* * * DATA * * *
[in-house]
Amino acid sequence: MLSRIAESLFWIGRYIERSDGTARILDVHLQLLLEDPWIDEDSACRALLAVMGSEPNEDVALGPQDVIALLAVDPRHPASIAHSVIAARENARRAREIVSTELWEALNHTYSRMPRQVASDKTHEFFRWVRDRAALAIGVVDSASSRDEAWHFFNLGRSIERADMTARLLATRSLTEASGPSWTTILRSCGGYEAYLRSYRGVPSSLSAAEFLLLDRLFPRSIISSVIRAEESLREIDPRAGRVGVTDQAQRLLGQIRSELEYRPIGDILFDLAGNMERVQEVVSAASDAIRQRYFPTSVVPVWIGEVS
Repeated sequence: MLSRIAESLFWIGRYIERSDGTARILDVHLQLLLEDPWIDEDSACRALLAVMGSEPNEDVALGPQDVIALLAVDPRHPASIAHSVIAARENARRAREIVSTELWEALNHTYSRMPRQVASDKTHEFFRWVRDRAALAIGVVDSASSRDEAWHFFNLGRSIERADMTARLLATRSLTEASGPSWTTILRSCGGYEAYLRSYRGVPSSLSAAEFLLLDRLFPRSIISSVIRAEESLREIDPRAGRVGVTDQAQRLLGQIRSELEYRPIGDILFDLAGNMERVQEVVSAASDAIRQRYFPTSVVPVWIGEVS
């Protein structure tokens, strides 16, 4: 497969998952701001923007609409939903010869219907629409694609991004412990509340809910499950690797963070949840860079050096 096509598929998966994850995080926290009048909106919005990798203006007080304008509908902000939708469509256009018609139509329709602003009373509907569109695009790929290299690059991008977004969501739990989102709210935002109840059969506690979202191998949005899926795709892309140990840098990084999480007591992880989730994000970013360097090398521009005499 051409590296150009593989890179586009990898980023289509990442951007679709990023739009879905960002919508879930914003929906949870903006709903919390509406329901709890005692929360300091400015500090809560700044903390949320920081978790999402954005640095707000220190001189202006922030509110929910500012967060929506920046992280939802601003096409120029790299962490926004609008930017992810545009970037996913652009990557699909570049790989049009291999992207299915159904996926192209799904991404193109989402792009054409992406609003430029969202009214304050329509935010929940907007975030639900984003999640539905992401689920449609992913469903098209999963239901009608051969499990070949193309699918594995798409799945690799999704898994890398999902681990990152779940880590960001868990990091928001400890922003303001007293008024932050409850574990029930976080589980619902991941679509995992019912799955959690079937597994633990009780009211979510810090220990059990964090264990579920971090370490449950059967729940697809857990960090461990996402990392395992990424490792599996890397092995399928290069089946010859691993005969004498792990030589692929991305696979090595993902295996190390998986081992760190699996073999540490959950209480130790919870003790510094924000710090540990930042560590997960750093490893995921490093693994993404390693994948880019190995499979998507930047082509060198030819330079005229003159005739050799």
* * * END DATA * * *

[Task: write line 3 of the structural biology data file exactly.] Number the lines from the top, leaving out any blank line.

Repeated sequence: MLSRIAESLFWIGRYIERSDGTARILDVHLQLLLEDPWIDEDSACRALLAVMGSEPNEDVALGPQDVIALLAVDPRHPASIAHSVIAARENARRAREIVSTELWEALNHTYSRMPRQVASDKTHEFFRWVRDRAALAIGVVDSASSRDEAWHFFNLGRSIERADMTARLLATRSLTEASGPSWTTILRSCGGYEAYLRSYRGVPSSLSAAEFLLLDRLFPRSIISSVIRAEESLREIDPRAGRVGVTDQAQRLLGQIRSELEYRPIGDILFDLAGNMERVQEVVSAASDAIRQRYFPTSVVPVWIGEVS